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Inequidad en los aprendizajes escolares en América Latina: análisis multinivel del SERCE según la condición socioeconómica de los estudiantes

Listed author(s):
  • Jesús Duarte
  • María Soledad Bos
  • Martín Moreno
Registered author(s):

    En este documento se analizan las diferencias en los aprendizajes de los estudiantes latinoamericanos a partir de las condiciones socioeconómicas de sus familias. Utilizando la base de datos del Segundo Estudio Regional Comparativo y Explicativo (SERCE) realizado en 2006, se confirma que existe una relación positiva y significativa entre la condición socioeconómica de los estudiantes y los resultados en el SERCE, tanto para la región en general como para cada país participante en particular. Si esta relación se descompone en dos niveles --dentro de las escuelas y entre escuelas--, se observa que la condición socioeconómica explica una parte significativa de la variabilidad de los puntajes de la prueba entre las escuelas y una parte mucho menor de la variabilidad dentro de cada escuela. Esta situación es producto de una alta segregación socioeconómica entre las escuelas que acentúa la relación entre la condición socioeconómica de los estudiantes y los resultados de la prueba. Los estudiantes más pobres son penalizados, primero por su condición socioeconómica, y luego por estudiar en escuelas a las que asisten mayoritariamente familias pobres, lo cual profundiza la inequidad en los aprendizajes. Los hallazgos sugieren varios cursos de acción para la política pública, ajustados a los perfiles de equidad educativa de cada país.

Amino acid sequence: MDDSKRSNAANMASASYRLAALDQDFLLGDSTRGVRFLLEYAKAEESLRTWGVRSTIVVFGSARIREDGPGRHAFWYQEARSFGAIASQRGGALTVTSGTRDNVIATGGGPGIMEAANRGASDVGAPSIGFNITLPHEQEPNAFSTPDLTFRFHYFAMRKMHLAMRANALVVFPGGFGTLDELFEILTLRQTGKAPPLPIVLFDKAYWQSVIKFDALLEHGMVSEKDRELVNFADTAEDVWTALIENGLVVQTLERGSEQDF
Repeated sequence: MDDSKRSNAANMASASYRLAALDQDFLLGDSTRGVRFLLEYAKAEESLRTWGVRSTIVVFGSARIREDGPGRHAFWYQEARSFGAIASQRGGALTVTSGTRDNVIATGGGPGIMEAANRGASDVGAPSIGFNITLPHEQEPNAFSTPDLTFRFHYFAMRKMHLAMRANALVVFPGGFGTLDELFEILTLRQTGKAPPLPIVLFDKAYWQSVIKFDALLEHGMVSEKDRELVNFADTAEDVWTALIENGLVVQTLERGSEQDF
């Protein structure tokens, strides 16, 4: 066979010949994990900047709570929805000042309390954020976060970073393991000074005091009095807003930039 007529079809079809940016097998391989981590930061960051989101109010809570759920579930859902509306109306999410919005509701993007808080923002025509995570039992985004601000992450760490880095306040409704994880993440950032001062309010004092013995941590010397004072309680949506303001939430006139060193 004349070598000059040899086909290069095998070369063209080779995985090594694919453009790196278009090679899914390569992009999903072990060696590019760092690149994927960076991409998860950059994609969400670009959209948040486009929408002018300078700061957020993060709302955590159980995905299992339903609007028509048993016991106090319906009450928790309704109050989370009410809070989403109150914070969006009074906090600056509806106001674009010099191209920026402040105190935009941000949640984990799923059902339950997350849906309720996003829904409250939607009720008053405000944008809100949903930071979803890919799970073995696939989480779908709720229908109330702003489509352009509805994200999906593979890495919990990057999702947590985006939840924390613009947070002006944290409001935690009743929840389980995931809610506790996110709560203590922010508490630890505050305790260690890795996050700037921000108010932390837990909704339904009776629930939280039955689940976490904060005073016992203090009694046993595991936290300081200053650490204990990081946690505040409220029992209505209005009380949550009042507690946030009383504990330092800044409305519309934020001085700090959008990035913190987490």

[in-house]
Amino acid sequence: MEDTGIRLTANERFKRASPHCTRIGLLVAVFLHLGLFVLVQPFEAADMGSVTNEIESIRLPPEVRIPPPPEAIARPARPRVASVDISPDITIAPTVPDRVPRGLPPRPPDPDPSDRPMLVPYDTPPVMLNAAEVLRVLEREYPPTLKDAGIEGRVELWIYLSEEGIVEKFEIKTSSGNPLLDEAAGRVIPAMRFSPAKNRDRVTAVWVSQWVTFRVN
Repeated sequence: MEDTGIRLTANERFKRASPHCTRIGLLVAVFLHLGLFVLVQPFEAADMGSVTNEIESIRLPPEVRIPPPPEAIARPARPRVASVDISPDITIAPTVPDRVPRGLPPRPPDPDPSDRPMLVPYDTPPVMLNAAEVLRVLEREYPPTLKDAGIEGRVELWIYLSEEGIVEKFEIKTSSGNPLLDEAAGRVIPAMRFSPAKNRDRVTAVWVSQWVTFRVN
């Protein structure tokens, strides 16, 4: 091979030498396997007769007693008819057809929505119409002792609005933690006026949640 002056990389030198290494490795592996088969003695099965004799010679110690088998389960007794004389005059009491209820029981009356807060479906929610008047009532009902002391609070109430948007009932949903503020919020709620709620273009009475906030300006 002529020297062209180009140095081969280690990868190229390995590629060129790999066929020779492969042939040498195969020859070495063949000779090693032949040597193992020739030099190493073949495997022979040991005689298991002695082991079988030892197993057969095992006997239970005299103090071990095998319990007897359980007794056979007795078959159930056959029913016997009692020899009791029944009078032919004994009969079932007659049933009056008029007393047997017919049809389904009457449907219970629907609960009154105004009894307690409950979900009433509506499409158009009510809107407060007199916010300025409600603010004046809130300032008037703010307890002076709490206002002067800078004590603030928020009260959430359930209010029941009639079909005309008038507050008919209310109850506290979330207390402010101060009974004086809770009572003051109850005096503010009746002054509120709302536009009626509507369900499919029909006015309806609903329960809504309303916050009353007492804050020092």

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    Paper provided by Inter-American Development Bank in its series IDB Publications (Working Papers) with number 9336.

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    Date of creation: May 2010
    Handle: RePEc:idb:brikps:9336
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    1. Dougal Hutchison, 2007. "When is a Compositional Effect not a Compositional Effect?," Quality & Quantity: International Journal of Methodology, Springer, vol. 41(2), pages 219-232, April.
    2. Michael A. Boozer & Stephen E. Cacciola, 2001. "Inside the 'Black Box' of Project STAR: Estimation of Peer Effects Using Experimental Data," Working Papers 832, Economic Growth Center, Yale University.
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